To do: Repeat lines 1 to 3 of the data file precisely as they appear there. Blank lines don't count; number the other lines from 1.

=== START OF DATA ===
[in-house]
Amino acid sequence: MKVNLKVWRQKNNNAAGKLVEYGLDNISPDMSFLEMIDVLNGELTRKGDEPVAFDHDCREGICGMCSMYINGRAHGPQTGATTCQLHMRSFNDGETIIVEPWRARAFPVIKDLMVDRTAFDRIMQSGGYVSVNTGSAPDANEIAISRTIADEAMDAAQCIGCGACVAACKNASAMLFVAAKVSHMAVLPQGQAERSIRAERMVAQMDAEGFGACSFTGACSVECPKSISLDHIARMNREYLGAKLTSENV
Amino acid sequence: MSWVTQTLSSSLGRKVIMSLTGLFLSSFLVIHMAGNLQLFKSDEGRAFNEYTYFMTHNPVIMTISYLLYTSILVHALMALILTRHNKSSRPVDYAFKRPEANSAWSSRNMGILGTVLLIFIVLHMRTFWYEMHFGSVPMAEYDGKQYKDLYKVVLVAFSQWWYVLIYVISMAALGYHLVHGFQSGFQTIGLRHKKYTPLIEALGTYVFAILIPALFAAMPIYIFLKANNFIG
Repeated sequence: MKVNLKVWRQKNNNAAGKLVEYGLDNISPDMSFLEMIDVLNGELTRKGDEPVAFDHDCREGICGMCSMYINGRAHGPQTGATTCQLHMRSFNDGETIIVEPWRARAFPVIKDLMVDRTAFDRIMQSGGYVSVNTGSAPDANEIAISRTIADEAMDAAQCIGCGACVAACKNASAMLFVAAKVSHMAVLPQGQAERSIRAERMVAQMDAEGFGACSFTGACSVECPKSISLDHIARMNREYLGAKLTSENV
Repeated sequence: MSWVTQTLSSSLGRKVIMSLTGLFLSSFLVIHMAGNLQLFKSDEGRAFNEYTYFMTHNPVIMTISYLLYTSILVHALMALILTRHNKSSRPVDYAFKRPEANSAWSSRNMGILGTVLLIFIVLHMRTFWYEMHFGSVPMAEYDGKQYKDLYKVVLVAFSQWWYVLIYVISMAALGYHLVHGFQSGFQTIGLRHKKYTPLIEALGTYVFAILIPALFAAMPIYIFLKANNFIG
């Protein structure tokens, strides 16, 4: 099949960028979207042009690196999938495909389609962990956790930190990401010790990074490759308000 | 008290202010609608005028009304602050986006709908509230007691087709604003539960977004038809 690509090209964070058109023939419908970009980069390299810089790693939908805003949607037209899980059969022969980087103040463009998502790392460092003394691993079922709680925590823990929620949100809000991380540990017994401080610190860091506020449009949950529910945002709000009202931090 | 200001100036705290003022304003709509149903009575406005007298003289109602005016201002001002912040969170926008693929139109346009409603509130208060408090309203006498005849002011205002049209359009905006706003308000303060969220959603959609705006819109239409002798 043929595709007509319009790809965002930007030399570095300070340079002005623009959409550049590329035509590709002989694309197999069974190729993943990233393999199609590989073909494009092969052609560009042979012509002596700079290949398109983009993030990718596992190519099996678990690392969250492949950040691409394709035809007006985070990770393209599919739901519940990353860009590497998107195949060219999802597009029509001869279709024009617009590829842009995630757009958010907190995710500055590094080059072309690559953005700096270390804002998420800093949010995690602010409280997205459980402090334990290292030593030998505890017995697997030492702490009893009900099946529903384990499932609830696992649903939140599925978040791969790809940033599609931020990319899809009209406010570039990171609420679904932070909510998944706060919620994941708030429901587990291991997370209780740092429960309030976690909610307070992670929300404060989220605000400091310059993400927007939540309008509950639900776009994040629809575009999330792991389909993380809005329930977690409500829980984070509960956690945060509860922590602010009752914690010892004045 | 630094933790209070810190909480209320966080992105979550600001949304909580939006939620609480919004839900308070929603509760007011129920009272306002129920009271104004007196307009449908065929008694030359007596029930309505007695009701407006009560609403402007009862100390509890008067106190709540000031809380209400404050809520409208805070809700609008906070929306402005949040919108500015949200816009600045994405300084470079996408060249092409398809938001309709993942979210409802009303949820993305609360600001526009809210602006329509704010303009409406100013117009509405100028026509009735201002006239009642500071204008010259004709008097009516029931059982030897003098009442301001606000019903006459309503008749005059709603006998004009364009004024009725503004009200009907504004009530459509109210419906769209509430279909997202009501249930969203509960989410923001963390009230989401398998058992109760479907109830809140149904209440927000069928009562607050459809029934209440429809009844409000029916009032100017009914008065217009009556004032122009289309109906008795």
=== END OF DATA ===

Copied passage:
[in-house]
Amino acid sequence: MKVNLKVWRQKNNNAAGKLVEYGLDNISPDMSFLEMIDVLNGELTRKGDEPVAFDHDCREGICGMCSMYINGRAHGPQTGATTCQLHMRSFNDGETIIVEPWRARAFPVIKDLMVDRTAFDRIMQSGGYVSVNTGSAPDANEIAISRTIADEAMDAAQCIGCGACVAACKNASAMLFVAAKVSHMAVLPQGQAERSIRAERMVAQMDAEGFGACSFTGACSVECPKSISLDHIARMNREYLGAKLTSENV
Amino acid sequence: MSWVTQTLSSSLGRKVIMSLTGLFLSSFLVIHMAGNLQLFKSDEGRAFNEYTYFMTHNPVIMTISYLLYTSILVHALMALILTRHNKSSRPVDYAFKRPEANSAWSSRNMGILGTVLLIFIVLHMRTFWYEMHFGSVPMAEYDGKQYKDLYKVVLVAFSQWWYVLIYVISMAALGYHLVHGFQSGFQTIGLRHKKYTPLIEALGTYVFAILIPALFAAMPIYIFLKANNFIG